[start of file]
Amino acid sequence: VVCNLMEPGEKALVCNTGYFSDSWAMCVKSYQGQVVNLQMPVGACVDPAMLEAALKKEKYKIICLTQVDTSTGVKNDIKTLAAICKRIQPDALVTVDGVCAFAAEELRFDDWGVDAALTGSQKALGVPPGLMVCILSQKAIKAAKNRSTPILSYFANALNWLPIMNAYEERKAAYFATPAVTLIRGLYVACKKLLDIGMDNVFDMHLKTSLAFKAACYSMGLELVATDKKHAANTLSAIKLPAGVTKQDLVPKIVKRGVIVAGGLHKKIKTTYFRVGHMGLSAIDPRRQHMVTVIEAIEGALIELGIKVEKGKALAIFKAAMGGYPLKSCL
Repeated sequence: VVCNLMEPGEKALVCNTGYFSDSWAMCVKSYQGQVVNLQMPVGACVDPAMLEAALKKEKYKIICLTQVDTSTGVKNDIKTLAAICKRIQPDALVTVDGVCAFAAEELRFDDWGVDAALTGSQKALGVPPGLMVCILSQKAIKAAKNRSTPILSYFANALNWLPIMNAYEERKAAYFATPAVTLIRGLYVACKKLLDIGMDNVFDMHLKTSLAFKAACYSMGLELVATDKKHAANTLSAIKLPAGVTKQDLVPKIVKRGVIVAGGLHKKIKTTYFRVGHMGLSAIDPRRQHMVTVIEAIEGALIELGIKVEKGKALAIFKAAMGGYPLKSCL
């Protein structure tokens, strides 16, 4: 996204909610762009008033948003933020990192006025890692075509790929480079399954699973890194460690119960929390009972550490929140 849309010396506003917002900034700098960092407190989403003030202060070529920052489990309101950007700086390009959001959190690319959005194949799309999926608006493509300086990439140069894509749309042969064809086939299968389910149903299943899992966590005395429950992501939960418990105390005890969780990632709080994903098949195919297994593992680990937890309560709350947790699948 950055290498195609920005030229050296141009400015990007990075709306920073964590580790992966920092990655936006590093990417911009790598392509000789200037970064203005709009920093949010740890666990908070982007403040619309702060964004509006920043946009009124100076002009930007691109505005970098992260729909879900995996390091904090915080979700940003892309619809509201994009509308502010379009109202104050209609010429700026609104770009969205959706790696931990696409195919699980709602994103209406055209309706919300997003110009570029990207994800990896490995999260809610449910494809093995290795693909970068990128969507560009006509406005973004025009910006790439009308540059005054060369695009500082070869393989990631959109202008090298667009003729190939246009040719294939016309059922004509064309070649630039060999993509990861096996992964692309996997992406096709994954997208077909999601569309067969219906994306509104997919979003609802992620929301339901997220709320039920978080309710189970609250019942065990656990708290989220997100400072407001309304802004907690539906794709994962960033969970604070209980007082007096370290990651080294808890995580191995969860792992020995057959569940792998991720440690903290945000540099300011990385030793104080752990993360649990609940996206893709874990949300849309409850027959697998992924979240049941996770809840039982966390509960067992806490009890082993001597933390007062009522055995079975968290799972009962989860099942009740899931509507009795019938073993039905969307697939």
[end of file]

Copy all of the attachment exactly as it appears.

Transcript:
Amino acid sequence: VVCNLMEPGEKALVCNTGYFSDSWAMCVKSYQGQVVNLQMPVGACVDPAMLEAALKKEKYKIICLTQVDTSTGVKNDIKTLAAICKRIQPDALVTVDGVCAFAAEELRFDDWGVDAALTGSQKALGVPPGLMVCILSQKAIKAAKNRSTPILSYFANALNWLPIMNAYEERKAAYFATPAVTLIRGLYVACKKLLDIGMDNVFDMHLKTSLAFKAACYSMGLELVATDKKHAANTLSAIKLPAGVTKQDLVPKIVKRGVIVAGGLHKKIKTTYFRVGHMGLSAIDPRRQHMVTVIEAIEGALIELGIKVEKGKALAIFKAAMGGYPLKSCL
Repeated sequence: VVCNLMEPGEKALVCNTGYFSDSWAMCVKSYQGQVVNLQMPVGACVDPAMLEAALKKEKYKIICLTQVDTSTGVKNDIKTLAAICKRIQPDALVTVDGVCAFAAEELRFDDWGVDAALTGSQKALGVPPGLMVCILSQKAIKAAKNRSTPILSYFANALNWLPIMNAYEERKAAYFATPAVTLIRGLYVACKKLLDIGMDNVFDMHLKTSLAFKAACYSMGLELVATDKKHAANTLSAIKLPAGVTKQDLVPKIVKRGVIVAGGLHKKIKTTYFRVGHMGLSAIDPRRQHMVTVIEAIEGALIELGIKVEKGKALAIFKAAMGGYPLKSCL
């Protein structure tokens, strides 16, 4: 996204909610762009008033948003933020990192006025890692075509790929480079399954699973890194460690119960929390009972550490929140 849309010396506003917002900034700098960092407190989403003030202060070529920052489990309101950007700086390009959001959190690319959005194949799309999926608006493509300086990439140069894509749309042969064809086939299968389910149903299943899992966590005395429950992501939960418990105390005890969780990632709080994903098949195919297994593992680990937890309560709350947790699948 950055290498195609920005030229050296141009400015990007990075709306920073964590580790992966920092990655936006590093990417911009790598392509000789200037970064203005709009920093949010740890666990908070982007403040619309702060964004509006920043946009009124100076002009930007691109505005970098992260729909879900995996390091904090915080979700940003892309619809509201994009509308502010379009109202104050209609010429700026609104770009969205959706790696931990696409195919699980709602994103209406055209309706919300997003110009570029990207994800990896490995999260809610449910494809093995290795693909970068990128969507560009006509406005973004025009910006790439009308540059005054060369695009500082070869393989990631959109202008090298667009003729190939246009040719294939016309059922004509064309070649630039060999993509990861096996992964692309996997992406096709994954997208077909999601569309067969219906994306509104997919979003609802992620929301339901997220709320039920978080309710189970609250019942065990656990708290989220997100400072407001309304802004907690539906794709994962960033969970604070209980007082007096370290990651080294808890995580191995969860792992020995057959569940792998991720440690903290945000540099300011990385030793104080752990993360649990609940996206893709874990949300849309409850027959697998992924979240049941996770809840039982966390509960067992806490009890082993001597933390007062009522055995079975968290799972009962989860099942009740899931509507009795019938073993039905969307697939």